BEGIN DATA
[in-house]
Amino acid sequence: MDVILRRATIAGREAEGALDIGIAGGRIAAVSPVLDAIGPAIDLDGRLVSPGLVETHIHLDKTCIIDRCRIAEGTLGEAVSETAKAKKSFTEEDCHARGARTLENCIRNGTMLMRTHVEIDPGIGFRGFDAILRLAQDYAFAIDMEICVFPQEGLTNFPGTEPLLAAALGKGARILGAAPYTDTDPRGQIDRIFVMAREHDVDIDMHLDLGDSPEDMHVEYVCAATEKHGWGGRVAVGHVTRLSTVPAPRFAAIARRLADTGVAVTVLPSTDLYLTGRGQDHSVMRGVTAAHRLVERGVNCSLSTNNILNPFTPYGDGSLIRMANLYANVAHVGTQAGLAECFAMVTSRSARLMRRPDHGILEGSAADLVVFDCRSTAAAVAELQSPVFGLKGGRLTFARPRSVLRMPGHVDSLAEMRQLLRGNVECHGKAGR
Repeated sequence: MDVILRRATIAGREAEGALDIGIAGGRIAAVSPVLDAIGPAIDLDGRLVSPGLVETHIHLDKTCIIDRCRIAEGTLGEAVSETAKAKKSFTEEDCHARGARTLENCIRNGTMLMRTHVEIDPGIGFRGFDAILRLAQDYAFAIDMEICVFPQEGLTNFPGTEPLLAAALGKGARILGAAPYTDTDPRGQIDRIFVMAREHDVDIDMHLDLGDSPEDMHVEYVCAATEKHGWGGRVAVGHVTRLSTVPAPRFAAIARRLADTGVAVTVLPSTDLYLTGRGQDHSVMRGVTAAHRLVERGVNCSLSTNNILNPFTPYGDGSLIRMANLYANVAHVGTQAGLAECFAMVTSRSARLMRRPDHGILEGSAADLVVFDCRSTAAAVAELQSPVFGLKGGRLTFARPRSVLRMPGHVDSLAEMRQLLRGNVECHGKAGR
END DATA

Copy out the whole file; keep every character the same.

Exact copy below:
[in-house]
Amino acid sequence: MDVILRRATIAGREAEGALDIGIAGGRIAAVSPVLDAIGPAIDLDGRLVSPGLVETHIHLDKTCIIDRCRIAEGTLGEAVSETAKAKKSFTEEDCHARGARTLENCIRNGTMLMRTHVEIDPGIGFRGFDAILRLAQDYAFAIDMEICVFPQEGLTNFPGTEPLLAAALGKGARILGAAPYTDTDPRGQIDRIFVMAREHDVDIDMHLDLGDSPEDMHVEYVCAATEKHGWGGRVAVGHVTRLSTVPAPRFAAIARRLADTGVAVTVLPSTDLYLTGRGQDHSVMRGVTAAHRLVERGVNCSLSTNNILNPFTPYGDGSLIRMANLYANVAHVGTQAGLAECFAMVTSRSARLMRRPDHGILEGSAADLVVFDCRSTAAAVAELQSPVFGLKGGRLTFARPRSVLRMPGHVDSLAEMRQLLRGNVECHGKAGR
Repeated sequence: MDVILRRATIAGREAEGALDIGIAGGRIAAVSPVLDAIGPAIDLDGRLVSPGLVETHIHLDKTCIIDRCRIAEGTLGEAVSETAKAKKSFTEEDCHARGARTLENCIRNGTMLMRTHVEIDPGIGFRGFDAILRLAQDYAFAIDMEICVFPQEGLTNFPGTEPLLAAALGKGARILGAAPYTDTDPRGQIDRIFVMAREHDVDIDMHLDLGDSPEDMHVEYVCAATEKHGWGGRVAVGHVTRLSTVPAPRFAAIARRLADTGVAVTVLPSTDLYLTGRGQDHSVMRGVTAAHRLVERGVNCSLSTNNILNPFTPYGDGSLIRMANLYANVAHVGTQAGLAECFAMVTSRSARLMRRPDHGILEGSAADLVVFDCRSTAAAVAELQSPVFGLKGGRLTFARPRSVLRMPGHVDSLAEMRQLLRGNVECHGKAGR